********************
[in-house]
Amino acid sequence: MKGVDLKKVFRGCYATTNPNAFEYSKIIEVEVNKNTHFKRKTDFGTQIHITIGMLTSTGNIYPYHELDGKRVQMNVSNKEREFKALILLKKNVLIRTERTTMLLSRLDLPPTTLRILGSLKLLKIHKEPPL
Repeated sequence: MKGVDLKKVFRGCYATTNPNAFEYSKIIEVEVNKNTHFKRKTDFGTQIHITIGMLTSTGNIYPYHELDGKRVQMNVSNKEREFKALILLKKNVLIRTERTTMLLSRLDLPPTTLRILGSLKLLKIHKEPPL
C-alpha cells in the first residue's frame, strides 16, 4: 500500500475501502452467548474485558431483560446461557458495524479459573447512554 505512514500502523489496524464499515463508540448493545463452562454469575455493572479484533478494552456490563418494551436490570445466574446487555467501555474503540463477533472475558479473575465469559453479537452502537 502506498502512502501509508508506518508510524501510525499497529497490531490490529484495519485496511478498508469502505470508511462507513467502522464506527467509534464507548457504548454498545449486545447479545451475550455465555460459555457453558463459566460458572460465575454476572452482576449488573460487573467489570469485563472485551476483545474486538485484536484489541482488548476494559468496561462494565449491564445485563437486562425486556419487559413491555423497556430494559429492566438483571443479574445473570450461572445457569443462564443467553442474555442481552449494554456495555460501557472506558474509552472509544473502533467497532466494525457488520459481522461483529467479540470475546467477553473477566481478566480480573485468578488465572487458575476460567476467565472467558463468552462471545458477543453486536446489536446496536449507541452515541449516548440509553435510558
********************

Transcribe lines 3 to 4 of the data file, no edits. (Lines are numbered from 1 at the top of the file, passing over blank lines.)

Repeated sequence: MKGVDLKKVFRGCYATTNPNAFEYSKIIEVEVNKNTHFKRKTDFGTQIHITIGMLTSTGNIYPYHELDGKRVQMNVSNKEREFKALILLKKNVLIRTERTTMLLSRLDLPPTTLRILGSLKLLKIHKEPPL
C-alpha cells in the first residue's frame, strides 16, 4: 500500500475501502452467548474485558431483560446461557458495524479459573447512554 505512514500502523489496524464499515463508540448493545463452562454469575455493572479484533478494552456490563418494551436490570445466574446487555467501555474503540463477533472475558479473575465469559453479537452502537 502506498502512502501509508508506518508510524501510525499497529497490531490490529484495519485496511478498508469502505470508511462507513467502522464506527467509534464507548457504548454498545449486545447479545451475550455465555460459555457453558463459566460458572460465575454476572452482576449488573460487573467489570469485563472485551476483545474486538485484536484489541482488548476494559468496561462494565449491564445485563437486562425486556419487559413491555423497556430494559429492566438483571443479574445473570450461572445457569443462564443467553442474555442481552449494554456495555460501557472506558474509552472509544473502533467497532466494525457488520459481522461483529467479540470475546467477553473477566481478566480480573485468578488465572487458575476460567476467565472467558463468552462471545458477543453486536446489536446496536449507541452515541449516548440509553435510558